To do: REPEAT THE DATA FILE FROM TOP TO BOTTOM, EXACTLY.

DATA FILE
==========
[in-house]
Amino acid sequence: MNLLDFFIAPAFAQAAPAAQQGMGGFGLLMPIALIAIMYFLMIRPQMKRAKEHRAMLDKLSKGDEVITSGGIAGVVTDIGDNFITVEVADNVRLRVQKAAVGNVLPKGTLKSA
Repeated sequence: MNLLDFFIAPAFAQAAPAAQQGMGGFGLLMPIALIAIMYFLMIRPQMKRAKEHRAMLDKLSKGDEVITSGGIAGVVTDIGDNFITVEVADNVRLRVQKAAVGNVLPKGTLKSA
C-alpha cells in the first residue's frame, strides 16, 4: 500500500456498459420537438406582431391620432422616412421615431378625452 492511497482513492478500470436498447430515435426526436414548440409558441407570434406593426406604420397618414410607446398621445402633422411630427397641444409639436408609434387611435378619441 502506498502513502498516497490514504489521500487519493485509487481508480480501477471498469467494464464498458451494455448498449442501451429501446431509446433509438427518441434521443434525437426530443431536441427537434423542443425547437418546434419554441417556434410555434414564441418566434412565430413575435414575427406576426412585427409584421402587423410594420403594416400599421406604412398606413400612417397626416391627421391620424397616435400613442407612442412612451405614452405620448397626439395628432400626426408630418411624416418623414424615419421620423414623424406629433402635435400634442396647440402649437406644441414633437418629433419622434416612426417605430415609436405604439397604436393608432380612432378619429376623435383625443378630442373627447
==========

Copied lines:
[in-house]
Amino acid sequence: MNLLDFFIAPAFAQAAPAAQQGMGGFGLLMPIALIAIMYFLMIRPQMKRAKEHRAMLDKLSKGDEVITSGGIAGVVTDIGDNFITVEVADNVRLRVQKAAVGNVLPKGTLKSA
Repeated sequence: MNLLDFFIAPAFAQAAPAAQQGMGGFGLLMPIALIAIMYFLMIRPQMKRAKEHRAMLDKLSKGDEVITSGGIAGVVTDIGDNFITVEVADNVRLRVQKAAVGNVLPKGTLKSA
C-alpha cells in the first residue's frame, strides 16, 4: 500500500456498459420537438406582431391620432422616412421615431378625452 492511497482513492478500470436498447430515435426526436414548440409558441407570434406593426406604420397618414410607446398621445402633422411630427397641444409639436408609434387611435378619441 502506498502513502498516497490514504489521500487519493485509487481508480480501477471498469467494464464498458451494455448498449442501451429501446431509446433509438427518441434521443434525437426530443431536441427537434423542443425547437418546434419554441417556434410555434414564441418566434412565430413575435414575427406576426412585427409584421402587423410594420403594416400599421406604412398606413400612417397626416391627421391620424397616435400613442407612442412612451405614452405620448397626439395628432400626426408630418411624416418623414424615419421620423414623424406629433402635435400634442396647440402649437406644441414633437418629433419622434416612426417605430415609436405604439397604436393608432380612432378619429376623435383625443378630442373627447